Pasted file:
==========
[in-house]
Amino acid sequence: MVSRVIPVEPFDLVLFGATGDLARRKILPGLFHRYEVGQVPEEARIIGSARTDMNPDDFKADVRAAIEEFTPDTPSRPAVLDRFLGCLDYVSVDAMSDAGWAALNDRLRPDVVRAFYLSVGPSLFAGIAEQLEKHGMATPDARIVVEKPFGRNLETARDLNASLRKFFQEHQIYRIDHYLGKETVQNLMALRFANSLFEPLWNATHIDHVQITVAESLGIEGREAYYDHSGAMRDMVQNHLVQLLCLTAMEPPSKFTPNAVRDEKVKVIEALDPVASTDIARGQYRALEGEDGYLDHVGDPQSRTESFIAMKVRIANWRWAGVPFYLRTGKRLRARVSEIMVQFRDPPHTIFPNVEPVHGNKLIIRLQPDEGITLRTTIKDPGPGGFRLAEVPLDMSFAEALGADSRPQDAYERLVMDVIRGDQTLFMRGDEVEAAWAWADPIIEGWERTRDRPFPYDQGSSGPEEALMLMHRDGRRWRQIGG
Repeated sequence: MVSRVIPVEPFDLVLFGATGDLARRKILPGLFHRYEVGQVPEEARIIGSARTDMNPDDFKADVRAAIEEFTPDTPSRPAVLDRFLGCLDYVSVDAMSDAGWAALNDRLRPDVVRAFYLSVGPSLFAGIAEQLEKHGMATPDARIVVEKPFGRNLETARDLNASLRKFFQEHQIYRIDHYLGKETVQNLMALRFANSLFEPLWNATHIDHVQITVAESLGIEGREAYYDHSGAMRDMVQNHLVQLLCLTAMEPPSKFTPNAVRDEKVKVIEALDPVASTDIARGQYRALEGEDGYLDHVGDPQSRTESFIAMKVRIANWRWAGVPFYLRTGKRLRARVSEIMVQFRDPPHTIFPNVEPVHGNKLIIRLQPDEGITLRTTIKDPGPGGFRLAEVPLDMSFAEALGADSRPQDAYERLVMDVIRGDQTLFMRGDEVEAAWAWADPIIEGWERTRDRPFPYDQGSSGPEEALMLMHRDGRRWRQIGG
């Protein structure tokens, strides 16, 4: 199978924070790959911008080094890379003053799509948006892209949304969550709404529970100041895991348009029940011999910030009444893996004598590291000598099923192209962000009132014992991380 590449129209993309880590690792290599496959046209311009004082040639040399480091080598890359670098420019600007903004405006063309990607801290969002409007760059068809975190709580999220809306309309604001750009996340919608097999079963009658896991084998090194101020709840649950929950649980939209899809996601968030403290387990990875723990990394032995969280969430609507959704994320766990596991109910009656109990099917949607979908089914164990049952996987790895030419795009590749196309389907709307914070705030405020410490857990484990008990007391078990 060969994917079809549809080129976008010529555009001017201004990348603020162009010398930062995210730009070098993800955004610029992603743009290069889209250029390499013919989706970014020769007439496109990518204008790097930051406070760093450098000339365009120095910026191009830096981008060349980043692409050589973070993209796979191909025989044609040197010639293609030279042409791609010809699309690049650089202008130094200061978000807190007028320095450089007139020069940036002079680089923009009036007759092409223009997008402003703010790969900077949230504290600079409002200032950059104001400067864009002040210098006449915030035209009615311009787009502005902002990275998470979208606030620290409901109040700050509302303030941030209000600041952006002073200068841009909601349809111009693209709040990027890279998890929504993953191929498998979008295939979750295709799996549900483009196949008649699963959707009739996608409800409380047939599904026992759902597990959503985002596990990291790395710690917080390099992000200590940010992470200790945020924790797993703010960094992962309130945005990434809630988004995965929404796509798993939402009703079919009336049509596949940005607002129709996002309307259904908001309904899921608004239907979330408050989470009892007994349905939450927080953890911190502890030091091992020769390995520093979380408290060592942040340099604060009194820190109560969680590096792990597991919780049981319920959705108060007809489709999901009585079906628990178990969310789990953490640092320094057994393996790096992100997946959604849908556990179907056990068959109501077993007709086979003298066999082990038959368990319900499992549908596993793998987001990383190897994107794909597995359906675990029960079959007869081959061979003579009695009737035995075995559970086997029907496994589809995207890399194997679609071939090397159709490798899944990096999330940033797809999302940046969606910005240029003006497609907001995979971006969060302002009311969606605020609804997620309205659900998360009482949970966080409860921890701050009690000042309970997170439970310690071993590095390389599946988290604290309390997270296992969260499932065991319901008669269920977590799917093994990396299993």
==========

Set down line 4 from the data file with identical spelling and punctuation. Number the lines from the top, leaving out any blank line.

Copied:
């Protein structure tokens, strides 16, 4: 199978924070790959911008080094890379003053799509948006892209949304969550709404529970100041895991348009029940011999910030009444893996004598590291000598099923192209962000009132014992991380 590449129209993309880590690792290599496959046209311009004082040639040399480091080598890359670098420019600007903004405006063309990607801290969002409007760059068809975190709580999220809306309309604001750009996340919608097999079963009658896991084998090194101020709840649950929950649980939209899809996601968030403290387990990875723990990394032995969280969430609507959704994320766990596991109910009656109990099917949607979908089914164990049952996987790895030419795009590749196309389907709307914070705030405020410490857990484990008990007391078990 060969994917079809549809080129976008010529555009001017201004990348603020162009010398930062995210730009070098993800955004610029992603743009290069889209250029390499013919989706970014020769007439496109990518204008790097930051406070760093450098000339365009120095910026191009830096981008060349980043692409050589973070993209796979191909025989044609040197010639293609030279042409791609010809699309690049650089202008130094200061978000807190007028320095450089007139020069940036002079680089923009009036007759092409223009997008402003703010790969900077949230504290600079409002200032950059104001400067864009002040210098006449915030035209009615311009787009502005902002990275998470979208606030620290409901109040700050509302303030941030209000600041952006002073200068841009909601349809111009693209709040990027890279998890929504993953191929498998979008295939979750295709799996549900483009196949008649699963959707009739996608409800409380047939599904026992759902597990959503985002596990990291790395710690917080390099992000200590940010992470200790945020924790797993703010960094992962309130945005990434809630988004995965929404796509798993939402009703079919009336049509596949940005607002129709996002309307259904908001309904899921608004239907979330408050989470009892007994349905939450927080953890911190502890030091091992020769390995520093979380408290060592942040340099604060009194820190109560969680590096792990597991919780049981319920959705108060007809489709999901009585079906628990178990969310789990953490640092320094057994393996790096992100997946959604849908556990179907056990068959109501077993007709086979003298066999082990038959368990319900499992549908596993793998987001990383190897994107794909597995359906675990029960079959007869081959061979003579009695009737035995075995559970086997029907496994589809995207890399194997679609071939090397159709490798899944990096999330940033797809999302940046969606910005240029003006497609907001995979971006969060302002009311969606605020609804997620309205659900998360009482949970966080409860921890701050009690000042309970997170439970310690071993590095390389599946988290604290309390997270296992969260499932065991319901008669269920977590799917093994990396299993």